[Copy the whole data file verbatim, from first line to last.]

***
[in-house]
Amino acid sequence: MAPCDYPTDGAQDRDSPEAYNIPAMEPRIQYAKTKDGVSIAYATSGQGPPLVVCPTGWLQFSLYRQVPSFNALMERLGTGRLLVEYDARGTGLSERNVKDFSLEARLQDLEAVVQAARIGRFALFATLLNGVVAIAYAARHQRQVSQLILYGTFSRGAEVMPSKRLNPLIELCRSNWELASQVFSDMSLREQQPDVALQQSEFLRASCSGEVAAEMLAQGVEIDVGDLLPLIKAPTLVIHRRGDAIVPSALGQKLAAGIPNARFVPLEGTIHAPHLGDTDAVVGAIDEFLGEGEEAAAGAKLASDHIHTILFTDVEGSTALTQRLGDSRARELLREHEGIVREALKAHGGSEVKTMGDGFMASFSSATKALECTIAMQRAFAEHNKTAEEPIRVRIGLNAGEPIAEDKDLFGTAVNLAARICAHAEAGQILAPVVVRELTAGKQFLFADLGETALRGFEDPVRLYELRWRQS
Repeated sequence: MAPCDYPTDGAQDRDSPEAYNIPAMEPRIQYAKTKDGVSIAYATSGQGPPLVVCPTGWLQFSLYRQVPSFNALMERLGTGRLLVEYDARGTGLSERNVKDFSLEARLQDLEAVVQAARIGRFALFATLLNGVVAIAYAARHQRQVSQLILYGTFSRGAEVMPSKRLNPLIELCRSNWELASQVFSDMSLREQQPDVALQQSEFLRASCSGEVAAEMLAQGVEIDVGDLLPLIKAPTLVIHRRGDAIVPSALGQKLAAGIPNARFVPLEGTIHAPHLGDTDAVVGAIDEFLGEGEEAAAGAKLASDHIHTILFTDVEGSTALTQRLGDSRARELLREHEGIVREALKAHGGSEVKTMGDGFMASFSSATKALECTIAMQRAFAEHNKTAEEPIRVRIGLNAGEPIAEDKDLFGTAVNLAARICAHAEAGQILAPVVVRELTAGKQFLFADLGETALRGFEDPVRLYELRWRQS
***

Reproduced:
[in-house]
Amino acid sequence: MAPCDYPTDGAQDRDSPEAYNIPAMEPRIQYAKTKDGVSIAYATSGQGPPLVVCPTGWLQFSLYRQVPSFNALMERLGTGRLLVEYDARGTGLSERNVKDFSLEARLQDLEAVVQAARIGRFALFATLLNGVVAIAYAARHQRQVSQLILYGTFSRGAEVMPSKRLNPLIELCRSNWELASQVFSDMSLREQQPDVALQQSEFLRASCSGEVAAEMLAQGVEIDVGDLLPLIKAPTLVIHRRGDAIVPSALGQKLAAGIPNARFVPLEGTIHAPHLGDTDAVVGAIDEFLGEGEEAAAGAKLASDHIHTILFTDVEGSTALTQRLGDSRARELLREHEGIVREALKAHGGSEVKTMGDGFMASFSSATKALECTIAMQRAFAEHNKTAEEPIRVRIGLNAGEPIAEDKDLFGTAVNLAARICAHAEAGQILAPVVVRELTAGKQFLFADLGETALRGFEDPVRLYELRWRQS
Repeated sequence: MAPCDYPTDGAQDRDSPEAYNIPAMEPRIQYAKTKDGVSIAYATSGQGPPLVVCPTGWLQFSLYRQVPSFNALMERLGTGRLLVEYDARGTGLSERNVKDFSLEARLQDLEAVVQAARIGRFALFATLLNGVVAIAYAARHQRQVSQLILYGTFSRGAEVMPSKRLNPLIELCRSNWELASQVFSDMSLREQQPDVALQQSEFLRASCSGEVAAEMLAQGVEIDVGDLLPLIKAPTLVIHRRGDAIVPSALGQKLAAGIPNARFVPLEGTIHAPHLGDTDAVVGAIDEFLGEGEEAAAGAKLASDHIHTILFTDVEGSTALTQRLGDSRARELLREHEGIVREALKAHGGSEVKTMGDGFMASFSSATKALECTIAMQRAFAEHNKTAEEPIRVRIGLNAGEPIAEDKDLFGTAVNLAARICAHAEAGQILAPVVVRELTAGKQFLFADLGETALRGFEDPVRLYELRWRQS